This was a big one—our first trip to Africa and our first safari. Expectations were high but it was one of the best things we’ve ever done. We got up close to leopards, lions, elephants, rhinos, giraffe, zebra, hyenas, and more. We spent a night in a treehouse, drank coffee with elephants, and followed rare wild dogs on the hunt. Everywhere we stayed in Kruger was very different—the rustic eco-lodge Umlani, the luxurious intimacy of Klaserie Sands, and the adventure of self-driving in the national park—but it was all incredible.
Road Trip Across South Africa
In five weeks we drove 4638km from Johannesburg to Cape Town (the long way round). We hiked and horse rode in the stunningly green Drakensberg mountains, explored the Wild Coast where the green hills are dotted with colourful rondavels (traditional circular huts), hiked across a giant sand dune in the Robberg Nature Reserve, and beach hopped along the Garden Route. Our final night was perfect—after enjoying a few wineries in Robertson we had a sunset braai (barbecue) at our gorgeous cottage with views of the mountains, vineyards and olive groves. It’s a beautiful country.
Living in Cape Town
We are celebrating our nomadiversary here in Cape Town with a hike up Lion’s Head and a meal at one of the city’s many gourmet restaurants. I’m so glad we decided to spend two months here as it has quickly become one of my favourite cities. It has everything—sea, beaches, mountains right in the centre of the city, amazing food, wineries, a vibrant arts scene (so far we’ve been to the cinema, opera, open-air Shakespeare, and a blues concert in the botanical gardens), even penguins and seals. And it’s all so affordable. It’s the most stunningly gorgeous city I’ve ever seen.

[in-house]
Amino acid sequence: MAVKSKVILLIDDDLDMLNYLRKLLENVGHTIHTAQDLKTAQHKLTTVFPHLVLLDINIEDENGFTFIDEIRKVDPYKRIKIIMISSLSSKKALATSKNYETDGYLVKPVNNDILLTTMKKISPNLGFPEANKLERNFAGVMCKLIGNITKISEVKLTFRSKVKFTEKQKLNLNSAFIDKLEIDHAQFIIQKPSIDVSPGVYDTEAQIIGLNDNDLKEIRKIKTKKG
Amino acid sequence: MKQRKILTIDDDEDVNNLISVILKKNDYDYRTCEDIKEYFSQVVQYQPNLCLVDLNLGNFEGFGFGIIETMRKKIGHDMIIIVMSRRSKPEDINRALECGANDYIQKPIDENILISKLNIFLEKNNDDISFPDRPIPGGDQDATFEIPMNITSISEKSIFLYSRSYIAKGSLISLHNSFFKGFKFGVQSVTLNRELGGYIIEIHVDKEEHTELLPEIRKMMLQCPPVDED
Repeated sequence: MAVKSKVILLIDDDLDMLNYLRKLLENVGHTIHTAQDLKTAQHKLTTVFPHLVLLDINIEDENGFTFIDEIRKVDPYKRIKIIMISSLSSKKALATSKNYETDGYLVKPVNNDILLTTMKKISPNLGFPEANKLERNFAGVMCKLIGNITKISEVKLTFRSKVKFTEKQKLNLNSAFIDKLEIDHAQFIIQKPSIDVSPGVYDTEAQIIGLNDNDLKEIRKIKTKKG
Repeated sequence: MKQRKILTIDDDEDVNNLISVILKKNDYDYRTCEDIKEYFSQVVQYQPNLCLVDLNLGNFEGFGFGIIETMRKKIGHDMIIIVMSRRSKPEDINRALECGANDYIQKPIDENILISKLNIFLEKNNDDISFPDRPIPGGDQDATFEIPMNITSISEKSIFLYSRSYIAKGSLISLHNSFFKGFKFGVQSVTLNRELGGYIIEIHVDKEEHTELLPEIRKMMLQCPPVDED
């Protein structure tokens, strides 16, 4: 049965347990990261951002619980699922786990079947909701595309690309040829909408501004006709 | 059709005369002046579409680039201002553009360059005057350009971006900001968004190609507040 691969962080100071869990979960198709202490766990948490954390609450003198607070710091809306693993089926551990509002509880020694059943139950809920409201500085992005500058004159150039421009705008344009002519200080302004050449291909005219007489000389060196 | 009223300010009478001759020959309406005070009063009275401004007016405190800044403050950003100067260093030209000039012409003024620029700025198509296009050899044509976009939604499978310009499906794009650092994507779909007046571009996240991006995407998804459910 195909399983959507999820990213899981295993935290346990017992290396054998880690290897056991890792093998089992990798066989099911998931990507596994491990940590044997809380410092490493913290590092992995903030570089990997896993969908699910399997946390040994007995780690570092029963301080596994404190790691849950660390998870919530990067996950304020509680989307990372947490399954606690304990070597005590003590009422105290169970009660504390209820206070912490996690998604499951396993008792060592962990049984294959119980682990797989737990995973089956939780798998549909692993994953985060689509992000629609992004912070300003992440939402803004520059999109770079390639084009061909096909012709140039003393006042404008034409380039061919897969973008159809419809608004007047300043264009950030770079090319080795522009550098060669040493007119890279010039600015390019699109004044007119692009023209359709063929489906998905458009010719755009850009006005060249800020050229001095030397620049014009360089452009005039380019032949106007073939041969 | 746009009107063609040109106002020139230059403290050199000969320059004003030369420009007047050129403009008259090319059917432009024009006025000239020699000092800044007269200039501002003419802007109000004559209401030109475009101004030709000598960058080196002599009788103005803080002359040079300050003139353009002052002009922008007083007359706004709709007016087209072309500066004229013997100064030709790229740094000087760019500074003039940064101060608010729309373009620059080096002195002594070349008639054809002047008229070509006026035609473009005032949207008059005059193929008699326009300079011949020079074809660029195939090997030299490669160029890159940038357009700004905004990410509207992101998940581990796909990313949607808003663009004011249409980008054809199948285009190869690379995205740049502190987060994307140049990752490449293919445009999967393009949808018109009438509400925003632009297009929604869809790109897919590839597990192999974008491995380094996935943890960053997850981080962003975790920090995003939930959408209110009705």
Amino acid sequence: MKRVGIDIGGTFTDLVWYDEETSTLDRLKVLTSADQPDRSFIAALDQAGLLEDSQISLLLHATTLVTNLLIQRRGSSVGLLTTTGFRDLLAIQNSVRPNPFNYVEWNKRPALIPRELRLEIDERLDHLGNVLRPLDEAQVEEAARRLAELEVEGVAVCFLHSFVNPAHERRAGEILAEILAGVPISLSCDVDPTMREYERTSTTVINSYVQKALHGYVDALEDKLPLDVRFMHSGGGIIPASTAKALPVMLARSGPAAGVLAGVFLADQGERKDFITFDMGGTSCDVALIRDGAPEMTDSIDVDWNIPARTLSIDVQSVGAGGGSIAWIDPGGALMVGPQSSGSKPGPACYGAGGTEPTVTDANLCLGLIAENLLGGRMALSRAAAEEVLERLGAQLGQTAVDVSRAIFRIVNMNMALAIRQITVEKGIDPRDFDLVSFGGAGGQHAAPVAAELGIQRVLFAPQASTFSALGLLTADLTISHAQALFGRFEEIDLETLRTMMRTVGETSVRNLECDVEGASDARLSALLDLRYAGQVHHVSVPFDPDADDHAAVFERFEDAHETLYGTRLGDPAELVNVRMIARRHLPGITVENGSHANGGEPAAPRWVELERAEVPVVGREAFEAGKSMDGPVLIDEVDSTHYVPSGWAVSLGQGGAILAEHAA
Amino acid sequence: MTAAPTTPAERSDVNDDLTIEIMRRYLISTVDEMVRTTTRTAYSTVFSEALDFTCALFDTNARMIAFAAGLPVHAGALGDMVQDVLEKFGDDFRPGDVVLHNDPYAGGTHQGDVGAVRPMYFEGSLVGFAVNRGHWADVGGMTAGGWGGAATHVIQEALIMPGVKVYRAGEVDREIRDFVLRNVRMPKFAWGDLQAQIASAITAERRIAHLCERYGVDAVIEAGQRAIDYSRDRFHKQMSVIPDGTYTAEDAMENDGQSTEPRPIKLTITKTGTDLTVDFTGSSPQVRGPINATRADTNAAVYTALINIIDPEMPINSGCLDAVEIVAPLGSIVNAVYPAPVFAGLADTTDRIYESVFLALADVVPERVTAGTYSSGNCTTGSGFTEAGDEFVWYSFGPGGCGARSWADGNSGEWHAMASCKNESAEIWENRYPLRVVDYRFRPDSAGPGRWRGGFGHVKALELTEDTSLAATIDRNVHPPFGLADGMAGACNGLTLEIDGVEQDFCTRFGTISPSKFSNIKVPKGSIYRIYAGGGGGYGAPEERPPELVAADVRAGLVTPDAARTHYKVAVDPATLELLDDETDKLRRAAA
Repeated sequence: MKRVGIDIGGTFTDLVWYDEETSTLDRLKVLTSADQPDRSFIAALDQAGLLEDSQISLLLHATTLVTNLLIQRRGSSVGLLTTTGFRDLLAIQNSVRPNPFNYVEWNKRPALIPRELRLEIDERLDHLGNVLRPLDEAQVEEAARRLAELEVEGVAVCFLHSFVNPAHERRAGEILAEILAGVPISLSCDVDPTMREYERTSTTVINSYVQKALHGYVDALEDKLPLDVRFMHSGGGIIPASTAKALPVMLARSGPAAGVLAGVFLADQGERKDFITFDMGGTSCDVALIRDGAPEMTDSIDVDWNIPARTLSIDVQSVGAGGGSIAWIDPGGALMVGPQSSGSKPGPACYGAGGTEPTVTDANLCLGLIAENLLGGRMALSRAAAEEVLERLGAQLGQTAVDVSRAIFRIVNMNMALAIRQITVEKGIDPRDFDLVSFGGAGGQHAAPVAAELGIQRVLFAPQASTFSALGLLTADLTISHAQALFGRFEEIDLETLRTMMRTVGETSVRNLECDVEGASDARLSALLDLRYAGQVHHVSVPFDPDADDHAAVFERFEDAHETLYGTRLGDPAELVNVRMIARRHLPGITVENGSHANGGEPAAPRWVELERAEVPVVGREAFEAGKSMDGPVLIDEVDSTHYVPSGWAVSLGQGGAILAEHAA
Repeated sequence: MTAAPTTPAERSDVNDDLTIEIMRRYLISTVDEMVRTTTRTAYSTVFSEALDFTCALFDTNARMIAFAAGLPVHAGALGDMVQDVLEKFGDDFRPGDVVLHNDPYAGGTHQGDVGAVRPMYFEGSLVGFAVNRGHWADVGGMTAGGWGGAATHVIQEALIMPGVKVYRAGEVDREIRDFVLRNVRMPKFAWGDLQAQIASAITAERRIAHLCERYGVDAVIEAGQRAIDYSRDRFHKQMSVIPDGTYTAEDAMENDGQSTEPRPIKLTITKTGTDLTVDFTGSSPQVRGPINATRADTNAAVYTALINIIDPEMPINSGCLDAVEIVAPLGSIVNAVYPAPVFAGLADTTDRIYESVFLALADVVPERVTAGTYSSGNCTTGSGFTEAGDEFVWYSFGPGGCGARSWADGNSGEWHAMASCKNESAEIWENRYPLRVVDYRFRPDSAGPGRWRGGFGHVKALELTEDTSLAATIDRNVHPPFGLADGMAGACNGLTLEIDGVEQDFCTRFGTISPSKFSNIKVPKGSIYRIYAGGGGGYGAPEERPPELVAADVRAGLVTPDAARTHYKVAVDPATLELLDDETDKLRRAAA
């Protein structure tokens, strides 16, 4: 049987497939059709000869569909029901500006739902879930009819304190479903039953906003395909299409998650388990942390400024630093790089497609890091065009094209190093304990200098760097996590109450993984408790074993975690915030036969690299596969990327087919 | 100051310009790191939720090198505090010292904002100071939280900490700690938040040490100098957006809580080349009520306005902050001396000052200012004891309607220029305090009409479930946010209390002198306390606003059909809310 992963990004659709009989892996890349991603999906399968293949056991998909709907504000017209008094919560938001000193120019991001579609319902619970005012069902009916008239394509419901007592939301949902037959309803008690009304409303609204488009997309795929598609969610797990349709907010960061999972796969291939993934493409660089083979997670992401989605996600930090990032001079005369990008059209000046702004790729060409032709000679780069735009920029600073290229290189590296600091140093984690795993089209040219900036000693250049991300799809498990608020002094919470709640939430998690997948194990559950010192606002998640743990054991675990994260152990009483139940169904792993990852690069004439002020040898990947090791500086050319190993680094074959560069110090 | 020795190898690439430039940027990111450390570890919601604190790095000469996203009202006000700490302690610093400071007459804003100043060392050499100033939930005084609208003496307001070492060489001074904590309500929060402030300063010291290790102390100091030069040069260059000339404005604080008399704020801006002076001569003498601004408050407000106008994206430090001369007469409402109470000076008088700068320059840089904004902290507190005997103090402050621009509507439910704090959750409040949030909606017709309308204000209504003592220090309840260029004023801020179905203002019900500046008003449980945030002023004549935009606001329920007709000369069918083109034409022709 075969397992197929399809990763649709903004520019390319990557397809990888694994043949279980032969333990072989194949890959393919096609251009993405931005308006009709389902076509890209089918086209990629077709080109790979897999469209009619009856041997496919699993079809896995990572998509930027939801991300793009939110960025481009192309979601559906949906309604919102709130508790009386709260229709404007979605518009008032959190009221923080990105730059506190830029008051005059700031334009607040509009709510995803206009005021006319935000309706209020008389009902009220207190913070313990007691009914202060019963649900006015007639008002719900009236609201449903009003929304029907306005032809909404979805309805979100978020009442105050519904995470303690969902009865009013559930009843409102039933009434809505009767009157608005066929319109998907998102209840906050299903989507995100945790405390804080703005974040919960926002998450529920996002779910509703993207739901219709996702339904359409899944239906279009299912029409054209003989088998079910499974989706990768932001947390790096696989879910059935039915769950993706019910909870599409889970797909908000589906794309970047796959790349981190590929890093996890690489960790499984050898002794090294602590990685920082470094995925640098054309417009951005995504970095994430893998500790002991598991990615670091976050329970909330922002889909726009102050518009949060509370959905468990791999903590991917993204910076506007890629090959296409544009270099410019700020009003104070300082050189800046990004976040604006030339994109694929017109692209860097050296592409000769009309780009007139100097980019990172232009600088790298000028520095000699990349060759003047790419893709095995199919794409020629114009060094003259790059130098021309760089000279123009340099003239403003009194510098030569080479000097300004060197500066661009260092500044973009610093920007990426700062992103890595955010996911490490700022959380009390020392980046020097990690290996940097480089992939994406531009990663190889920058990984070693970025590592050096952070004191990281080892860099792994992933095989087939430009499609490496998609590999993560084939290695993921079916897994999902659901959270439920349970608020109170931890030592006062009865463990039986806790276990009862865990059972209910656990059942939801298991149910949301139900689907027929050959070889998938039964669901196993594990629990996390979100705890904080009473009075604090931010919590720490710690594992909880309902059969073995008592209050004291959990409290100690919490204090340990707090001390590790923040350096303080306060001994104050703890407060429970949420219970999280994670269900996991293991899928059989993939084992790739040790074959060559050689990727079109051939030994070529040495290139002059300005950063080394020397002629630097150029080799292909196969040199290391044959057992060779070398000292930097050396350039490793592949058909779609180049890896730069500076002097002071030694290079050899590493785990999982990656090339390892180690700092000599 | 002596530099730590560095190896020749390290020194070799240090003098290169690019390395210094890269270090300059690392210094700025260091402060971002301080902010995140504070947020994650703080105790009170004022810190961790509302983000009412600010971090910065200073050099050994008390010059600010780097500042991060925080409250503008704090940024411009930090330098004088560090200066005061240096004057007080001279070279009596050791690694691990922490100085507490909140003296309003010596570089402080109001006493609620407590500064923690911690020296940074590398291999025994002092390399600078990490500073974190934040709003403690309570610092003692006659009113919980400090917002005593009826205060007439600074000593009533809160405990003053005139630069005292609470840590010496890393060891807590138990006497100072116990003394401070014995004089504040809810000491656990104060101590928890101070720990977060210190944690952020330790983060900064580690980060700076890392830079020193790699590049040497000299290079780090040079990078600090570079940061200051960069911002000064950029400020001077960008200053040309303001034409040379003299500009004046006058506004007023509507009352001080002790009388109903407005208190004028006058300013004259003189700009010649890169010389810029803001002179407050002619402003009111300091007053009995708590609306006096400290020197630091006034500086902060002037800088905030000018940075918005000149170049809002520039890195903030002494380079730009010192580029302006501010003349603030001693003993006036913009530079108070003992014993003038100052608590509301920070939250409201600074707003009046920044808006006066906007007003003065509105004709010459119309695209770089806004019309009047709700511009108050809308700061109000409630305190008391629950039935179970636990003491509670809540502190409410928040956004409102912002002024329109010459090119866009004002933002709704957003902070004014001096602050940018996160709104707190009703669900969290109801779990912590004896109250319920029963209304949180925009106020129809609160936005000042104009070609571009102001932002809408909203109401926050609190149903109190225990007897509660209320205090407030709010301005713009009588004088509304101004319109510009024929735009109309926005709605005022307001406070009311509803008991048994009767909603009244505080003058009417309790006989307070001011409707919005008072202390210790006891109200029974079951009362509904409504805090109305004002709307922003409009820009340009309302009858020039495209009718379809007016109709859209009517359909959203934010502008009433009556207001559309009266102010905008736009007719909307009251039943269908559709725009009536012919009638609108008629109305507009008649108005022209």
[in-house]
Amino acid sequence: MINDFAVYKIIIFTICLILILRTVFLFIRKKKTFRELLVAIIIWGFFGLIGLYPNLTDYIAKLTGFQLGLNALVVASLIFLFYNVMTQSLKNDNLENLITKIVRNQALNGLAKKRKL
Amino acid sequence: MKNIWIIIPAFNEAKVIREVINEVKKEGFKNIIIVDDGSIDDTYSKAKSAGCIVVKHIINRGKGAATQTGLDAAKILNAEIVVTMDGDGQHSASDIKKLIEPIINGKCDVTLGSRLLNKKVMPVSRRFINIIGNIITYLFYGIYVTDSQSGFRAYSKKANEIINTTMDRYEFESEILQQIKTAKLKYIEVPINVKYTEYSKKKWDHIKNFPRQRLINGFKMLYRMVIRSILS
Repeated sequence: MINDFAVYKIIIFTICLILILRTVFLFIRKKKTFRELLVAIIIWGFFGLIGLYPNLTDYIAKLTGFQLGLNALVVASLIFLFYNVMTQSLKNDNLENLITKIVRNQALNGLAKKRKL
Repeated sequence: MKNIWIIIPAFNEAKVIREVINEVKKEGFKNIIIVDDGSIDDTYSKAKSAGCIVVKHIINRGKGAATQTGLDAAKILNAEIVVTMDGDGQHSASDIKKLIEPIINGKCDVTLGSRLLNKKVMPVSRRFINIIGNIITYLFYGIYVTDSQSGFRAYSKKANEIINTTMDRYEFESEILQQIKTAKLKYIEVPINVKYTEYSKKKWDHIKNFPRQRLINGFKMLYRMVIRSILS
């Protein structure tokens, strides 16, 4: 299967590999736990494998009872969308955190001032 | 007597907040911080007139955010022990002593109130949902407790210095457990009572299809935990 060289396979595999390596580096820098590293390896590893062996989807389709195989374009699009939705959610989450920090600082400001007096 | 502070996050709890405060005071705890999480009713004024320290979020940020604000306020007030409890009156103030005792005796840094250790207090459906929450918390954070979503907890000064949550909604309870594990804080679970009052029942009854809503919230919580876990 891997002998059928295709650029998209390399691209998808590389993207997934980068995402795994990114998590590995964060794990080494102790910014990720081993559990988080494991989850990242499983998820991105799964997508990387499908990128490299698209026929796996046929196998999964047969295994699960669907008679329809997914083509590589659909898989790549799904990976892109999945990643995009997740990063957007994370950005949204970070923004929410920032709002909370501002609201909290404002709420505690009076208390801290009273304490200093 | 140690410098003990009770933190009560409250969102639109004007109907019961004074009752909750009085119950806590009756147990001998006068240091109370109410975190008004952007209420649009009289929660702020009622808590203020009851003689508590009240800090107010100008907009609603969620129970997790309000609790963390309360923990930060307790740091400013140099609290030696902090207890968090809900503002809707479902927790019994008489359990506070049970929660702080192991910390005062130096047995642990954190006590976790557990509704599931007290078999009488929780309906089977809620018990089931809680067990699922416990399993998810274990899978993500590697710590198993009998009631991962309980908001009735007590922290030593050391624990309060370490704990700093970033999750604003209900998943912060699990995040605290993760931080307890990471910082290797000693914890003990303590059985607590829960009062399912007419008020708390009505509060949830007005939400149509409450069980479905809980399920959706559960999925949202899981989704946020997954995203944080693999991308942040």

A Harley Davidson Road Trip
The drive from Cape Town to Cape Point is one of the most scenic in the world and we did it the best possible way—on a Harley Davidson! On a motorbike we felt like we were part of the landscape, not just peeking at it through the window, and my, the Harley is a beautiful bike!
Increasing Our Income
Business wise things went very well in year 7. Sales of our Trail Wallet app continue to grow (with nearly 125,000 downloads now), my book is a new source of income, our blog received over one million visitors, and our affiliate income increased. After many years of just breaking even, it feels great to have a second year of significant growth and be able to afford to spend most of the year in expensive countries and still add to our savings.
Amazingly, we didn’t even work that much in the last year. We didn’t work (other than research!) in The Maldives, on our Interrail trip or during our South African road trip, and even when we were in “work mode” in Spain, we had an easy schedule of five mornings of work a week (in Cape Town we’re only working three days a week). Passive income is possible, it just took us five years to get to the point where our work paid off.
Year 7 has been another amazing year with a nice balance of settled, quiet time in Spain and faster-paced trips where we had some of the best experiences of our lives. We’re looking forward to seeing what year 8 brings!
As always, thank you so much for your support reading this blog and buying Trail Wallet and The Carry-On Traveller.